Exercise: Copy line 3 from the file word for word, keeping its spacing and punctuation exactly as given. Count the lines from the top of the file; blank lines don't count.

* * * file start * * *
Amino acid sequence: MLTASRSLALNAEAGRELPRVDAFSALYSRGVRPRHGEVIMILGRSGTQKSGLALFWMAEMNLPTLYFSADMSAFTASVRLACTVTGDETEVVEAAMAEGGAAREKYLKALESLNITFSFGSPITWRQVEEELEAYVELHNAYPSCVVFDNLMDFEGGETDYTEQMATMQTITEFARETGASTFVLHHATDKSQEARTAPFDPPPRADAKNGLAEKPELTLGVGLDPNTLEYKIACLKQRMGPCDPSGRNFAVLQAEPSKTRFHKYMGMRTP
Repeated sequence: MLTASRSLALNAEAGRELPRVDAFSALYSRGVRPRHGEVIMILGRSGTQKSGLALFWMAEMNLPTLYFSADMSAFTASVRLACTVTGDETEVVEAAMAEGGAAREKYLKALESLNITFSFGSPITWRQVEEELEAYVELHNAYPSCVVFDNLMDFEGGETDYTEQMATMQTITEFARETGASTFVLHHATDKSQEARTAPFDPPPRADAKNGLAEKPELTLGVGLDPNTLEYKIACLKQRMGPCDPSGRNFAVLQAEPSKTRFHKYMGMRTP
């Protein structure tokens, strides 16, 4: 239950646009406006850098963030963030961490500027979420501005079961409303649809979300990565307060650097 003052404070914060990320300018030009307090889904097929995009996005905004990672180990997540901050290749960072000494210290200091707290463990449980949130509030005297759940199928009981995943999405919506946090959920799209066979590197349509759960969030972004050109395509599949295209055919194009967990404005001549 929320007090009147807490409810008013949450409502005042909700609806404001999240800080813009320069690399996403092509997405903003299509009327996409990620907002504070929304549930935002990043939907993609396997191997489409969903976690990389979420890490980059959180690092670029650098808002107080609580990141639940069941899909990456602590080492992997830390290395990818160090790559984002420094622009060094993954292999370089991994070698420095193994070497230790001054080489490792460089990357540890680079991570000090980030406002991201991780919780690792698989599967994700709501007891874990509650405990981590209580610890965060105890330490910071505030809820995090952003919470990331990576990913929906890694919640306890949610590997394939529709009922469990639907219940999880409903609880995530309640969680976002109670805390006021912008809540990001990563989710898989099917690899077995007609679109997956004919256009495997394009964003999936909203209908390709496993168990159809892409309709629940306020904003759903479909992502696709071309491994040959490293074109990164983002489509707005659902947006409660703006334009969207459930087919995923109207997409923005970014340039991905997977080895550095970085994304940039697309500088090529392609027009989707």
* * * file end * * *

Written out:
């Protein structure tokens, strides 16, 4: 239950646009406006850098963030963030961490500027979420501005079961409303649809979300990565307060650097 003052404070914060990320300018030009307090889904097929995009996005905004990672180990997540901050290749960072000494210290200091707290463990449980949130509030005297759940199928009981995943999405919506946090959920799209066979590197349509759960969030972004050109395509599949295209055919194009967990404005001549 929320007090009147807490409810008013949450409502005042909700609806404001999240800080813009320069690399996403092509997405903003299509009327996409990620907002504070929304549930935002990043939907993609396997191997489409969903976690990389979420890490980059959180690092670029650098808002107080609580990141639940069941899909990456602590080492992997830390290395990818160090790559984002420094622009060094993954292999370089991994070698420095193994070497230790001054080489490792460089990357540890680079991570000090980030406002991201991780919780690792698989599967994700709501007891874990509650405990981590209580610890965060105890330490910071505030809820995090952003919470990331990576990913929906890694919640306890949610590997394939529709009922469990639907219940999880409903609880995530309640969680976002109670805390006021912008809540990001990563989710898989099917690899077995007609679109997956004919256009495997394009964003999936909203209908390709496993168990159809892409309709629940306020904003759903479909992502696709071309491994040959490293074109990164983002489509707005659902947006409660703006334009969207459930087919995923109207997409923005970014340039991905997977080895550095970085994304940039697309500088090529392609027009989707």